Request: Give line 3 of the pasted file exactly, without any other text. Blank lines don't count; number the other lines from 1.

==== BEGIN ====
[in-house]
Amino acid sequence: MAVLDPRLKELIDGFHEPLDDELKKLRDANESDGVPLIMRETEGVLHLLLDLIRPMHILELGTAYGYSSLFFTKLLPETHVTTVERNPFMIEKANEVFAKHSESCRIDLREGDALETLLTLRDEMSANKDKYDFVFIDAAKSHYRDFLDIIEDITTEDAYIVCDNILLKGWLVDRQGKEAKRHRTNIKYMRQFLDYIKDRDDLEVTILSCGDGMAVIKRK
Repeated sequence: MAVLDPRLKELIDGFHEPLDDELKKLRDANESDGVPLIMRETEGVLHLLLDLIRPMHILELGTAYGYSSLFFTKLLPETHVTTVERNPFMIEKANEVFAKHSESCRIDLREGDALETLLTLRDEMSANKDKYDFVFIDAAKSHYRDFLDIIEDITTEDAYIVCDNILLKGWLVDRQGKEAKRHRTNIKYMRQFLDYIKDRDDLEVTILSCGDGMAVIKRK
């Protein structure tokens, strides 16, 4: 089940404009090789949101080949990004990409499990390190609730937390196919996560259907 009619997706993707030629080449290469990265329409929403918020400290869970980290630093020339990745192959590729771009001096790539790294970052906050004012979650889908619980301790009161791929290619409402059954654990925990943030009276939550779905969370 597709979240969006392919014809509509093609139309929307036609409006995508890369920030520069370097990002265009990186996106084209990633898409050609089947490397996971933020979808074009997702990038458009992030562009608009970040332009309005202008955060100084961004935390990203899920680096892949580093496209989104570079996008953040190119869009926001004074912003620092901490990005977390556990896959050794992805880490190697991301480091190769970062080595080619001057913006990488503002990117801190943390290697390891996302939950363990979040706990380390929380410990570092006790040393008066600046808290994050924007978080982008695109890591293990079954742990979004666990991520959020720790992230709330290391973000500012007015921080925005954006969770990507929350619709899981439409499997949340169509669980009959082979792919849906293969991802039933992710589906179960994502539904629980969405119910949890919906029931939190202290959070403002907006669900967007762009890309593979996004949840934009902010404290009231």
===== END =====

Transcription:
Repeated sequence: MAVLDPRLKELIDGFHEPLDDELKKLRDANESDGVPLIMRETEGVLHLLLDLIRPMHILELGTAYGYSSLFFTKLLPETHVTTVERNPFMIEKANEVFAKHSESCRIDLREGDALETLLTLRDEMSANKDKYDFVFIDAAKSHYRDFLDIIEDITTEDAYIVCDNILLKGWLVDRQGKEAKRHRTNIKYMRQFLDYIKDRDDLEVTILSCGDGMAVIKRK